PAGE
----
If it appears I am smiling and crying at once… it’s true (again). Here’s why.

Along with a small and dedicated group of dancers, some of whom were colleagues who came to Egypt with me from New England, I sat sharing an afternoon of tea complete with pretty finger-food, in an elegant, sun-filled apartment in Cairo. The gleaming hardwood floor, richly upholstered couches, handsome yet feminine chairs, and artwork on the walls surrounded us as we enjoyed a casual chat and interview with Farida Fahmy. Her sweet dogs, for the record, also surrounded us, sniffed us, and welcomed us warmly – one fell asleep on Inara as she gave it perfect massage.

For three hours I hung on every word Farida said. It was easy to feel the rapt attention of all of us. If a pin dropped it would have been a loud sound. We did take a break to breathe after an hour or so. We ate the mini pizzas she made us (!), some  sweets which our group brought as a gift (thank you, Sahra and Erika), more fancy teas. Then, even more delightful chatting, questions, and repartee. Finally, along with a few others in the same condition, I left both smiling and crying at the same time.

Take aways: As Farida revealed herself it became obvious why the people of Egypt loved Farida as their star during her performing years and why they love her now as a living legend. The tone she strikes as a strong, artistic, modern Egyptian woman is inspiring. No matter the topic, the first lady of Egyptian folkloric dance was intelligent, articulate, an educated member of society, a philosopher, a thinker, an artist, and an entertainer who was equal with and not above the people. Did I mention a warm, generous, and gracious hostess?

I have to admit I was thoroughly thrilled and proud to find I was on the same page, understanding, and in agreement with all of her points on art, music, politics, and entertainment as she bravely addressed the group with honesty – even if it was an unpopular opinion. This gave me courage to be me and honor my own thoughts. The visit with Farida Fahmy and with Sahra Saeeda had a strong underlying theme – know what you know, own it, back it up, and proudly present it to the world.

The story of arts and entertainment in Egypt is actually full of strong Egyptian pioneering women – so inspiring. This trip showed this fact again and again.

If you don’t know Farida Fahmy: Google will tell you of Farida’s long-time dance partnership with Mahmoud Reda and part of the establishment of one of the first national Egyptian folkloric dance troupes. Egypt’s folk dances were brought to the world and to the stage by Mr. Reda, Farida Fahmy and their organization so Egyptians could enjoy them dances during a strong nationalistic period in Egypt’s history. Farida and the Reda troupe’s contribution to the nation and to belly dance cannot be measured.

I’d first learned about Farida Fahmy almost 20 years ago. My teachers directed me to the Reda troupe footage as I began to seek the origins of belly dance. I saw Farida dance like a butterfly in Egyptian dance film clips and read about her, the pioneer she was, and the Reda troupe.  I learned many of Farida and Mahmoud Reda’s steps and style over the years. I shared them with others in my classes. I was blessed to take workshops with Mr. Reda and had the honor of dancing for him once in a Reda tribute show (Riskallah Riad brought him to CT). I was beyond thrilled for these opportunities. But, Farida, I’ve only been able to read about for many years, to read her articles, and watch clips of her dancing. I stood amazed from afar by the place in history Farida plays for Egypt and for belly dancers. And now, I can say that I sat up close amazed, too!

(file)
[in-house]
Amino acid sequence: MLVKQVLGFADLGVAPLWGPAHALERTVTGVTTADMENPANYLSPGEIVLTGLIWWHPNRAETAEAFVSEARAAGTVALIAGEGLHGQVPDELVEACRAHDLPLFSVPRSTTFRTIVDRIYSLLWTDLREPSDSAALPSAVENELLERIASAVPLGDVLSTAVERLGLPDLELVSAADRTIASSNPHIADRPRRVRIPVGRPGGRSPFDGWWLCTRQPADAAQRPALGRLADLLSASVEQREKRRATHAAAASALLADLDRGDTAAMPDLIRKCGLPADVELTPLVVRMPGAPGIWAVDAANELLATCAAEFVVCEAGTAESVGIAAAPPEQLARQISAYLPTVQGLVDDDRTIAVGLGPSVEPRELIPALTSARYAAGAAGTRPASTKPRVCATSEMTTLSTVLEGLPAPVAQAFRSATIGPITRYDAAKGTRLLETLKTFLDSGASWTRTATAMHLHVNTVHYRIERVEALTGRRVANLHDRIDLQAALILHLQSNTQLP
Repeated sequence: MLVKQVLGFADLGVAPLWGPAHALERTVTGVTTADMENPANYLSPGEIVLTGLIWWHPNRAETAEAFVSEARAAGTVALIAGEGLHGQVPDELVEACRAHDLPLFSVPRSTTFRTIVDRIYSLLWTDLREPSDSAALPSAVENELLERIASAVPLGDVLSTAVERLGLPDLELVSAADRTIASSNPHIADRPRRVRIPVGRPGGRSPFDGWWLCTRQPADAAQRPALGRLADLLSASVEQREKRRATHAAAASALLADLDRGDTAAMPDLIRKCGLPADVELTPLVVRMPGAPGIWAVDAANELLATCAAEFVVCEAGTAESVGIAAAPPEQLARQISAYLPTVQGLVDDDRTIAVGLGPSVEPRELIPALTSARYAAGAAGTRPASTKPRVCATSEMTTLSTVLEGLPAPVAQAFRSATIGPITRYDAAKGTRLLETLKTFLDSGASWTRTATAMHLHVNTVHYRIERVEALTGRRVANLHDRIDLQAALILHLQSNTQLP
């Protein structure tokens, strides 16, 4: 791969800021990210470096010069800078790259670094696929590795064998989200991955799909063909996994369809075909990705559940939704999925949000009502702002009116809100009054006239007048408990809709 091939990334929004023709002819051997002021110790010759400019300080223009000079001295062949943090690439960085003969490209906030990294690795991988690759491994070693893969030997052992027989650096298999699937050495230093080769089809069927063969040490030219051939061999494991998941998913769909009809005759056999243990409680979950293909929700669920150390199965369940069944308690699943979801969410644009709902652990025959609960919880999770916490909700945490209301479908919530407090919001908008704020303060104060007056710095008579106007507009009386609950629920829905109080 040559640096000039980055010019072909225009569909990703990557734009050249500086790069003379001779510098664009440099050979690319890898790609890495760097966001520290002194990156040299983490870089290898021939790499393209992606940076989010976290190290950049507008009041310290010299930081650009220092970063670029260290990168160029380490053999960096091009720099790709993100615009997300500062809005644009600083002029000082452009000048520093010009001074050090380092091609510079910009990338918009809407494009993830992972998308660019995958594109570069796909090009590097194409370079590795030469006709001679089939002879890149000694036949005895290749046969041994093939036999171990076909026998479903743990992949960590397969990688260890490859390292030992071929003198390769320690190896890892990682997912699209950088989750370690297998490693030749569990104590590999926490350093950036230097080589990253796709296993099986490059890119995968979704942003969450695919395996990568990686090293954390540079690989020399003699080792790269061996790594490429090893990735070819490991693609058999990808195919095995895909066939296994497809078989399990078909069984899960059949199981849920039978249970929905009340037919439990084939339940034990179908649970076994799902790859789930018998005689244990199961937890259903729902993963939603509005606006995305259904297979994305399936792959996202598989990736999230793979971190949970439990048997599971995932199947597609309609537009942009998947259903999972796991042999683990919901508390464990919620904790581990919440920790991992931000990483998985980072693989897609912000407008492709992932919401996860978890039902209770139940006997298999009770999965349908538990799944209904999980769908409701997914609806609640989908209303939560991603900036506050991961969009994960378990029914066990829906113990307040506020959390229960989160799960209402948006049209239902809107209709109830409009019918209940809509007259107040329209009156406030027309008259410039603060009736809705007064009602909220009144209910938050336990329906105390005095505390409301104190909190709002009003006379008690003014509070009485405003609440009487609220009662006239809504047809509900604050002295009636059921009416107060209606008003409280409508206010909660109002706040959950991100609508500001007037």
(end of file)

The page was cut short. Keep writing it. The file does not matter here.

If you don’t know the story of Sahra and Farida: As Sahra Saeeda was on her path, which included dancing professionally in Egypt for many years as a glittering star, she became deeply involved in investigating the real-life sources of music, dance, and lifestyle in Egypt. Sahra’s journey lead her to UCLA as a dance ethnology student. It was there a fellow student proved to be the great Farida Fahmy. After her years-long dance career and establishment in historic artistic high-standing, Farida went to UCLA to honor her father’s wish that she finish school. A long friendship between Sahra and Farida began and has orbited around the arts and culture in Egypt. Sahra’s desire to clarify the body of work and add to our understanding of belly dance and Egyptian culture lead her to form courses that many dedicated dancers enroll in, including the appreciative one writing this blog, and thus work of Sahra and the support of Farida are continually doing a huge service to the art form.


So, Farida Fahmy lives in Cairo in a historic place all her own but, through Sahra, I found myself there, along with friends from New England including Kali who teaches at Ancient Art Studios with me, and I assure you the strata of Farida compelled tears and smiles at the same time from more than myself.